Common Sense Review
Updated July 2012

Britannica Kids: Aztec Empire

Aztec history gets a bit closer with articles, puzzles, and more
Common Sense Rating 3
Teacher Rating (1 Teacher Review) 4
  • Entries like “Who Were the Aztec?” make up the bulk of the content.
  • Kids can turn any of the images into jigsaw-type puzzles.
  • Four activities use images: Jigsaw Puzzle, Magic Square, Memory Match, and Brush-Off.
  • Kids can explore photos, videos, and maps to learn Aztec history.
Pros
Plenty of articles break down the basics of the history of the Aztec people.
Cons
Heavy on text, it misses opportunities to construct deeper meaning from artifacts and other objects of the era.
Bottom Line
Britannica Kids: Aztec Empire works fine for getting information, but kids can't actively engage with the material.
Erin Wilkey Oh
Common Sense Reviewer
Common Sense Education
Common Sense Rating 3
Engagement Is the product stimulating, entertaining, and engrossing? Will kids want to return? 3

The fascinating Aztec world gets unlocked for kids who are researching a school project or are simply interested in ancient cultures. The quiz and puzzle games are fun, and a treasure trove of articles includes beautiful photos.

Pedagogy Is learning content seamlessly baked-in, and do kids build conceptual understanding? Is the product adaptable and empowering? Will skills transfer? 3

Puzzles and photos are a good entry point for visual learners. More images and interactive features, like a highlighting tool, would help kids solidify concepts.

Support Does the product take into account learners of varying abilities, skill levels, and learning styles? Does it address both struggling and advanced students? 2

Adding spoken text could help readers who need more support.

About our ratings and privacy evaluation.
How Can Teachers Use It?

Articles are appropriate for middle-school students and will help them look up answers to questions. The puzzle games and the "brush-off" activity feel a little young, though. Without the ability to highlight, annotate, or curate text and media, kids can't really analyze and synthesize information or turn their understanding into research reports, for example.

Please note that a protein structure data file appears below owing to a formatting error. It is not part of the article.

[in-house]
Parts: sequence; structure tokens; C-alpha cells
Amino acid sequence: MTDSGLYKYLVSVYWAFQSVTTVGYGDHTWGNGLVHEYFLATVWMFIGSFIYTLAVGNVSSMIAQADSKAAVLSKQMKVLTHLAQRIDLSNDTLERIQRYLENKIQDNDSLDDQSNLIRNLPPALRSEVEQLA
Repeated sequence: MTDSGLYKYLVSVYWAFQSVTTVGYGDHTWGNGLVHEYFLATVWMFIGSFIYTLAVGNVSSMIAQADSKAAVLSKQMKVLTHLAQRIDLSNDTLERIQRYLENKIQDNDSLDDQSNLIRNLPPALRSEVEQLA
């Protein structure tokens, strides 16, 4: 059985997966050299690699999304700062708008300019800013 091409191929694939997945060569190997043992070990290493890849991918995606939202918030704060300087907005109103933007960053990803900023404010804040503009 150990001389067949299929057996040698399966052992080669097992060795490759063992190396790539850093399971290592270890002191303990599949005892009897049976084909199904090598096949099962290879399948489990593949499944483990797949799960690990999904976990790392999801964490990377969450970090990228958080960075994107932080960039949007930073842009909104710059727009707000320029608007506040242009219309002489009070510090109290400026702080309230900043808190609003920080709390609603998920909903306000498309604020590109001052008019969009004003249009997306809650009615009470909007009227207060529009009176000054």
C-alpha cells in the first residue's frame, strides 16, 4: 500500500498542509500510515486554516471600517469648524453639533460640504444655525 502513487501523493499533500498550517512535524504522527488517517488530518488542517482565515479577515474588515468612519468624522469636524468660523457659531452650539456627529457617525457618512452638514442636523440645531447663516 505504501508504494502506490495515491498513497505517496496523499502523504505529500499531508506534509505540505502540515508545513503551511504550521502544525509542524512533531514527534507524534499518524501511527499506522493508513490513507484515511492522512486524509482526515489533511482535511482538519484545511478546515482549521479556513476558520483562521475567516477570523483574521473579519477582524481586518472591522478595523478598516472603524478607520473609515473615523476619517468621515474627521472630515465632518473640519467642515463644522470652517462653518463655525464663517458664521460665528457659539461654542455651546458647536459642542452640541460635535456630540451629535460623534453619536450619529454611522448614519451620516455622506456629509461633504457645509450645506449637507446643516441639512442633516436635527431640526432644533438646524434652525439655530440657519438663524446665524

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What's It Like?

Britannica Kids: Aztec Empire opens a window on the history of the Aztec people, from their agrarian roots to their downfall at the hands of the Spanish. A main navigation wheel at the bottom center lets kids explore features: seven articles on topics from Aztec rulers to religion, a glossary of the Aztec gods, an interactive map, an image gallery that includes one video, four activities that use images ("Jigsaw Puzzle," "Magic Square," "Memory Match," and "Brush-Off"), and a quiz. Articles are clearly organized with headings and subheadings. Key words are highlighted and in bold, and a pop-up definition appears when kids tap a key word. The quiz is a random set of 10 multiple-choice questions about facts in the articles. Kids can save the results for future reference.

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Is It Good For Learning?

With the articles, puzzles, photos, and maps, students have a variety of entry points into information about the Aztec people, who lived in what is present-day Mexico. However, despite some engaging activities, the bulk of information is in text. For example, there's only one video. A quiz requires kids to memorize facts but doesn't provide formative feedback. A more effective learning experience might invite kids to curate information from the articles and photos into some kind of report or project, so they could better understand and engage with the material.

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